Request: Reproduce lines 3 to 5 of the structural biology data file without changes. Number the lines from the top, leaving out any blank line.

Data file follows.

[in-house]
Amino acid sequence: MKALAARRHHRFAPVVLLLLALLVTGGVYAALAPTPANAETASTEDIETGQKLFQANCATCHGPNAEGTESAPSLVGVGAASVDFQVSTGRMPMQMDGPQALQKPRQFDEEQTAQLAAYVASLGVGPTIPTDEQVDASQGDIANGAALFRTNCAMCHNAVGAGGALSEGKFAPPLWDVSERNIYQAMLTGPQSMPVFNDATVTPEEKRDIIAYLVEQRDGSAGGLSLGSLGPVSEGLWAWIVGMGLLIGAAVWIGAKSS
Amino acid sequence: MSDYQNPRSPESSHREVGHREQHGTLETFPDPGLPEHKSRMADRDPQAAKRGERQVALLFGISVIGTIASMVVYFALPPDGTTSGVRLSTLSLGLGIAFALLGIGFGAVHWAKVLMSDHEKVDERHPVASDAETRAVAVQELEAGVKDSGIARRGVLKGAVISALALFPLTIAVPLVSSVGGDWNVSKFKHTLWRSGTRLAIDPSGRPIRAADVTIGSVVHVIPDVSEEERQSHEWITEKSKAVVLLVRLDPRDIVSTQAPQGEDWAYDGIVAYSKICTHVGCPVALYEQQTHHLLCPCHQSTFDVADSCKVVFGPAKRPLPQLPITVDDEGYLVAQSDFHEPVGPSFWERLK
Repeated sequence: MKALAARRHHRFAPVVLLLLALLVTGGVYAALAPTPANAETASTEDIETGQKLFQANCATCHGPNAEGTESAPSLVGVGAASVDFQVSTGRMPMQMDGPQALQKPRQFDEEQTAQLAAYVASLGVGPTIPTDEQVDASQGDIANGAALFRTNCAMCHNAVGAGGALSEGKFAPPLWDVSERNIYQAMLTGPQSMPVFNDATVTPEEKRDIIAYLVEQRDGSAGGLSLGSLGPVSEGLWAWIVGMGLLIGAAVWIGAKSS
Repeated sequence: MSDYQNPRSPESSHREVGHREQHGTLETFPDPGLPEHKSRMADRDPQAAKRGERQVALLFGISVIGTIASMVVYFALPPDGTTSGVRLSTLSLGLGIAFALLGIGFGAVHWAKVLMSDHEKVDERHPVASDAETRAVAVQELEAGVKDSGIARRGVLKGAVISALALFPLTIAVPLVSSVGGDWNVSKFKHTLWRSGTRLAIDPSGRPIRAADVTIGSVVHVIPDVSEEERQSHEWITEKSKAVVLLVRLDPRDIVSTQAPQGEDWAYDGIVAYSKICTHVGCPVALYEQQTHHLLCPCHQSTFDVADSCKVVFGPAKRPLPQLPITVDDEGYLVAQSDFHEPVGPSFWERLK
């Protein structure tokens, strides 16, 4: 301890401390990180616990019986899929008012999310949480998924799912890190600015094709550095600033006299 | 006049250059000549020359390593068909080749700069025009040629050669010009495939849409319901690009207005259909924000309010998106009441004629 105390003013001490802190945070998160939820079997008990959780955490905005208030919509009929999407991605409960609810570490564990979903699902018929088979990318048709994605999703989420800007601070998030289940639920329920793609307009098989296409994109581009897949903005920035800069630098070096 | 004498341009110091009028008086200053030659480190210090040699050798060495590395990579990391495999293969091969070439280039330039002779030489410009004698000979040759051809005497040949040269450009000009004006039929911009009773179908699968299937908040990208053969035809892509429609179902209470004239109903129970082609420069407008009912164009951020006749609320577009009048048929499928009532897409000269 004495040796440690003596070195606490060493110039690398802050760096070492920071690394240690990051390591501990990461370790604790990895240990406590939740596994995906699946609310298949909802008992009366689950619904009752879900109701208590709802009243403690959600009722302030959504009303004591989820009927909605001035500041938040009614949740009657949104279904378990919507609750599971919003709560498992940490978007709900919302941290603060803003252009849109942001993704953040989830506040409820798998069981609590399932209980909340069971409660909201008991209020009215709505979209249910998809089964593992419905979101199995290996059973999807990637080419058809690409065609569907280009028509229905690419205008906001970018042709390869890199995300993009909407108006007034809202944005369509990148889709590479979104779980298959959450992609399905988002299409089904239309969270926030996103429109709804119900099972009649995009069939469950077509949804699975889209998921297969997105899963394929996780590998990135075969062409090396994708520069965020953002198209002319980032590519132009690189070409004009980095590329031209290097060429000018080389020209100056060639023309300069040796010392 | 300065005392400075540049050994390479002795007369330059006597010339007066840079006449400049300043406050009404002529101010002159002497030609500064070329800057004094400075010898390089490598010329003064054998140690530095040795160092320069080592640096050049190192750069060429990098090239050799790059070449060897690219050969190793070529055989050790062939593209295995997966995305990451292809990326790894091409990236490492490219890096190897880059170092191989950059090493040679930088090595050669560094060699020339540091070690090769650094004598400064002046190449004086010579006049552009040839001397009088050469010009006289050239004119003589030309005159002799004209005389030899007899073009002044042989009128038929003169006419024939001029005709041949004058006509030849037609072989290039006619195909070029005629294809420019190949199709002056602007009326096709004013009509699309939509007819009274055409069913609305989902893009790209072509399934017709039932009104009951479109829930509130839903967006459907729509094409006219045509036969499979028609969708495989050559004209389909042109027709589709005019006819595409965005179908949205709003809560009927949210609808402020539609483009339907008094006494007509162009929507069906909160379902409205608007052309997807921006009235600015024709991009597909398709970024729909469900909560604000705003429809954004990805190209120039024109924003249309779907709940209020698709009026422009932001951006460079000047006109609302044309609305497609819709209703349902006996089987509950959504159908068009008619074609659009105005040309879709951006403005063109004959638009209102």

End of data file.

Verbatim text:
Amino acid sequence: MSDYQNPRSPESSHREVGHREQHGTLETFPDPGLPEHKSRMADRDPQAAKRGERQVALLFGISVIGTIASMVVYFALPPDGTTSGVRLSTLSLGLGIAFALLGIGFGAVHWAKVLMSDHEKVDERHPVASDAETRAVAVQELEAGVKDSGIARRGVLKGAVISALALFPLTIAVPLVSSVGGDWNVSKFKHTLWRSGTRLAIDPSGRPIRAADVTIGSVVHVIPDVSEEERQSHEWITEKSKAVVLLVRLDPRDIVSTQAPQGEDWAYDGIVAYSKICTHVGCPVALYEQQTHHLLCPCHQSTFDVADSCKVVFGPAKRPLPQLPITVDDEGYLVAQSDFHEPVGPSFWERLK
Repeated sequence: MKALAARRHHRFAPVVLLLLALLVTGGVYAALAPTPANAETASTEDIETGQKLFQANCATCHGPNAEGTESAPSLVGVGAASVDFQVSTGRMPMQMDGPQALQKPRQFDEEQTAQLAAYVASLGVGPTIPTDEQVDASQGDIANGAALFRTNCAMCHNAVGAGGALSEGKFAPPLWDVSERNIYQAMLTGPQSMPVFNDATVTPEEKRDIIAYLVEQRDGSAGGLSLGSLGPVSEGLWAWIVGMGLLIGAAVWIGAKSS
Repeated sequence: MSDYQNPRSPESSHREVGHREQHGTLETFPDPGLPEHKSRMADRDPQAAKRGERQVALLFGISVIGTIASMVVYFALPPDGTTSGVRLSTLSLGLGIAFALLGIGFGAVHWAKVLMSDHEKVDERHPVASDAETRAVAVQELEAGVKDSGIARRGVLKGAVISALALFPLTIAVPLVSSVGGDWNVSKFKHTLWRSGTRLAIDPSGRPIRAADVTIGSVVHVIPDVSEEERQSHEWITEKSKAVVLLVRLDPRDIVSTQAPQGEDWAYDGIVAYSKICTHVGCPVALYEQQTHHLLCPCHQSTFDVADSCKVVFGPAKRPLPQLPITVDDEGYLVAQSDFHEPVGPSFWERLK